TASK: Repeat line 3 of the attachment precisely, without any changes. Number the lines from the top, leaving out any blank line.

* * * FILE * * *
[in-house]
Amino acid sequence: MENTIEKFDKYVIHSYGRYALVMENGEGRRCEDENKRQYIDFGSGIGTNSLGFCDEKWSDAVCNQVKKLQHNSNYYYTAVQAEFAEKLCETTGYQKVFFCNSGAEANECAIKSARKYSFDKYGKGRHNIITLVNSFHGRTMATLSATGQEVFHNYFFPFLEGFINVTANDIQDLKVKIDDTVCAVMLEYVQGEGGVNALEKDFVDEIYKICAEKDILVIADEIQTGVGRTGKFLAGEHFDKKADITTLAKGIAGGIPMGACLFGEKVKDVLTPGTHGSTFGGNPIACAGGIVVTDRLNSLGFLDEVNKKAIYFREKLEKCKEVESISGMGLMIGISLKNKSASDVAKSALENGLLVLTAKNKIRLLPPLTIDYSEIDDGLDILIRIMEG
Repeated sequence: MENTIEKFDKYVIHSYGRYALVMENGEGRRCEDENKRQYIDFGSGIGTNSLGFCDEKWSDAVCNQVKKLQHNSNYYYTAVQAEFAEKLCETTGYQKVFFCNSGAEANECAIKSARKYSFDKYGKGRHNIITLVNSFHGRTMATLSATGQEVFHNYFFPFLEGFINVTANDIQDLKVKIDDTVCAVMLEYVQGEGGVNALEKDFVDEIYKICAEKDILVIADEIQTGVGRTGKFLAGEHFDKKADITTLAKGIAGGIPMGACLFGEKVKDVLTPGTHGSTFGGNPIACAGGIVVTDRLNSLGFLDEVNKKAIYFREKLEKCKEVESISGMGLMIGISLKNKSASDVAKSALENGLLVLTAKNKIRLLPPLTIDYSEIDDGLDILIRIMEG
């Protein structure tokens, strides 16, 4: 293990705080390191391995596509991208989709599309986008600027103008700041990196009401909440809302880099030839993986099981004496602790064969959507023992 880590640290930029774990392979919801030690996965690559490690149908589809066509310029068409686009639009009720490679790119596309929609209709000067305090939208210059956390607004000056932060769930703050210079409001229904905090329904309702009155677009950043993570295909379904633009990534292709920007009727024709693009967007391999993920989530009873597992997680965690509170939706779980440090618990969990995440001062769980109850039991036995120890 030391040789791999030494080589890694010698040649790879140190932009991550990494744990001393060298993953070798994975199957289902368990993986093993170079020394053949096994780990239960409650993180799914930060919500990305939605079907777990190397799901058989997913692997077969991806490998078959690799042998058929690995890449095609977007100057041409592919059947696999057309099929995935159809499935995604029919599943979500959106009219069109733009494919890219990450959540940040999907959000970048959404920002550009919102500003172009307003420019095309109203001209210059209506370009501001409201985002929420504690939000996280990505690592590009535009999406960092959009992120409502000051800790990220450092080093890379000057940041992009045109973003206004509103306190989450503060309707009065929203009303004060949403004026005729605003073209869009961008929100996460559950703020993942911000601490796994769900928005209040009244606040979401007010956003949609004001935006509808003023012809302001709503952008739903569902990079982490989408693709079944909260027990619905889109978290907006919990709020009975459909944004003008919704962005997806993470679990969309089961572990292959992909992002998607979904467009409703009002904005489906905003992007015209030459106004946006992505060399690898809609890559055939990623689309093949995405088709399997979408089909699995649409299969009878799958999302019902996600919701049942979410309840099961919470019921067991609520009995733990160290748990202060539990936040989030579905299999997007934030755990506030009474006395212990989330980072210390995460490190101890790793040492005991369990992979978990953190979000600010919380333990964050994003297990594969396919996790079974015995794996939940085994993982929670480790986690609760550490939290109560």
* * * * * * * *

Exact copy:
Repeated sequence: MENTIEKFDKYVIHSYGRYALVMENGEGRRCEDENKRQYIDFGSGIGTNSLGFCDEKWSDAVCNQVKKLQHNSNYYYTAVQAEFAEKLCETTGYQKVFFCNSGAEANECAIKSARKYSFDKYGKGRHNIITLVNSFHGRTMATLSATGQEVFHNYFFPFLEGFINVTANDIQDLKVKIDDTVCAVMLEYVQGEGGVNALEKDFVDEIYKICAEKDILVIADEIQTGVGRTGKFLAGEHFDKKADITTLAKGIAGGIPMGACLFGEKVKDVLTPGTHGSTFGGNPIACAGGIVVTDRLNSLGFLDEVNKKAIYFREKLEKCKEVESISGMGLMIGISLKNKSASDVAKSALENGLLVLTAKNKIRLLPPLTIDYSEIDDGLDILIRIMEG